Contributed by: R. Ezra Mizrahi
This Shabbat is the seventh day of Pesah. Unlike Shemini Asseret, the seventh day of Pesah is not a separate holiday, thus it does not require a blessing of Shehehiyanou. While Shemini Assesret serves as a separate holiday from Sukot, the seventh day of Pesah is a direct continuation of Pesah.
If this day is just a continuation of the holiday, why does the Torah specifically signal out the day, stating that it is a holy day, and that one is forbidden to perform labor?
According to our Masoret, it was on the seventh day of Pesah that Bnei Yisrael reached the waters of Yam Souf. It was on the seventh day of Pesah that the waters split, allowing our nation to walk through the ocean, while on dry land.
While the first day of Pesah is usually mentioned in the Torah in direct relation to the miracle of the great exodus, the seventh day of Pesah has no reason mentioned with it in the Torah. When the Torah speaks about Yam Souf in parashat Beshalah, it is merely describing the story of events. The miracle of Yam Souf is not mentioned anywhere near the verses where Bnei Yisrael are commanded to keep the seventh day of Pesah as a Yom Tob. Why doesn't the Torah give the reason why the seventh day of Pesah is Yom Tob, just as it does for the first day of the holiday?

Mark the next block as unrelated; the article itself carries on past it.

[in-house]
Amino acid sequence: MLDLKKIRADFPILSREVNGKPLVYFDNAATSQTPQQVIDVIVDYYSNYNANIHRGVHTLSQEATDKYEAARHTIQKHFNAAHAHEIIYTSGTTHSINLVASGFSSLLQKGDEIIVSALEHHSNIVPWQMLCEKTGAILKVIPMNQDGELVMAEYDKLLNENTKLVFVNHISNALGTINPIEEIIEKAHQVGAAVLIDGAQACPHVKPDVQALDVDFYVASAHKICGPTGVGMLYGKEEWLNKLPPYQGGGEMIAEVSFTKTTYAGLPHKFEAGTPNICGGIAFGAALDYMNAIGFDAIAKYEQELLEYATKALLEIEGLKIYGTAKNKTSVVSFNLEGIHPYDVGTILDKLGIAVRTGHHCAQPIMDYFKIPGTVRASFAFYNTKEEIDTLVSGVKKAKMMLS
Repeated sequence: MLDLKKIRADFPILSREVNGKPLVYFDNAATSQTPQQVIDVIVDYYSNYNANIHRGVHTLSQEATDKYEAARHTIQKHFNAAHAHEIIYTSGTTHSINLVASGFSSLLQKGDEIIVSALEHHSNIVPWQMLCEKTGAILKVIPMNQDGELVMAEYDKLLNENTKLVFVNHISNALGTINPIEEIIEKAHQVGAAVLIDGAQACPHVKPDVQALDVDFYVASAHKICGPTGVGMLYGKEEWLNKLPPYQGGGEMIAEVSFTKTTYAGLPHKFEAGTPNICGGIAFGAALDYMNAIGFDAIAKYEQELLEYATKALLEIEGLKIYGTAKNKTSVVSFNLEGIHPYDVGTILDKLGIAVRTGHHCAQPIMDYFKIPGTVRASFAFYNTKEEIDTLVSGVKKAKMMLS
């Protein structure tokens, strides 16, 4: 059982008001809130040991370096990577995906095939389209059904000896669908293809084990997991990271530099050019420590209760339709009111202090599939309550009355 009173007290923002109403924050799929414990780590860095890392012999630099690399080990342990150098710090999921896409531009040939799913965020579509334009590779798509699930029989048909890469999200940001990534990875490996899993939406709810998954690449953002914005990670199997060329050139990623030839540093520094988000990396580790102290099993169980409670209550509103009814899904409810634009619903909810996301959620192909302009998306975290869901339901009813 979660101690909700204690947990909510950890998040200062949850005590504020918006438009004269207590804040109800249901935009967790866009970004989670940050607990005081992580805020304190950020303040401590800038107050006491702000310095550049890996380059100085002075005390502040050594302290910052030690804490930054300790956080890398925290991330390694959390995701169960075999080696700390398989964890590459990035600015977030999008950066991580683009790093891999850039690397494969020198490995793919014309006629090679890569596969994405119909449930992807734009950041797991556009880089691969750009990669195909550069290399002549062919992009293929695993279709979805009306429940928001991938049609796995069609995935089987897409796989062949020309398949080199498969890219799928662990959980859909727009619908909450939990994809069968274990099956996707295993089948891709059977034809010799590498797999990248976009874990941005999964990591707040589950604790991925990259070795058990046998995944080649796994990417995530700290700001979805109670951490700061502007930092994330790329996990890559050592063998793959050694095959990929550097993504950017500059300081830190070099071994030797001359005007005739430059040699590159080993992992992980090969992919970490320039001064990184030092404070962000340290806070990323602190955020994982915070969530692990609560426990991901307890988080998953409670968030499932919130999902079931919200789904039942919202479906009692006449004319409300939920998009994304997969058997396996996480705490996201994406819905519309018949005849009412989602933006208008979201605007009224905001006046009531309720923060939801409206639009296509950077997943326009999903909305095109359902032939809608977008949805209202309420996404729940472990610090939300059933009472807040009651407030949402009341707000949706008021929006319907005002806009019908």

The reason is simple. Hashem does not rejoice in the downfall of evildoers, because ultimately they are still His creation. The Egyptians did need to be punished, however, they were still Hashem's creation. Hashem's day of Yom Tob cannot be established based on their demise, for if it would have been, Hashem would be "giving the green light" for Bnei Yisrael to celebrate Yom Tob because of the annihilation of their enemy. That is not a divine quality.
This is why the Torah does not connect the seventh day of Pesah back to Yam Souf, and why Bnei Yisrael are even told of the holiness of this day before the miracle of Yam Souf even occurs. Instead, we are to focus on Shirat Hayam, the song that Moshe and Bnei Yisrael sang as they crossed Yam Souf- a song that was recited in Ruah Haqodesh, established in the Torah and tefillah for all time- a song that showed the level that the nation could reach as a collective whole. The message is twofold: firstly, to long to reach the level we merited back then, and secondly to not be joyous when our enemies fall.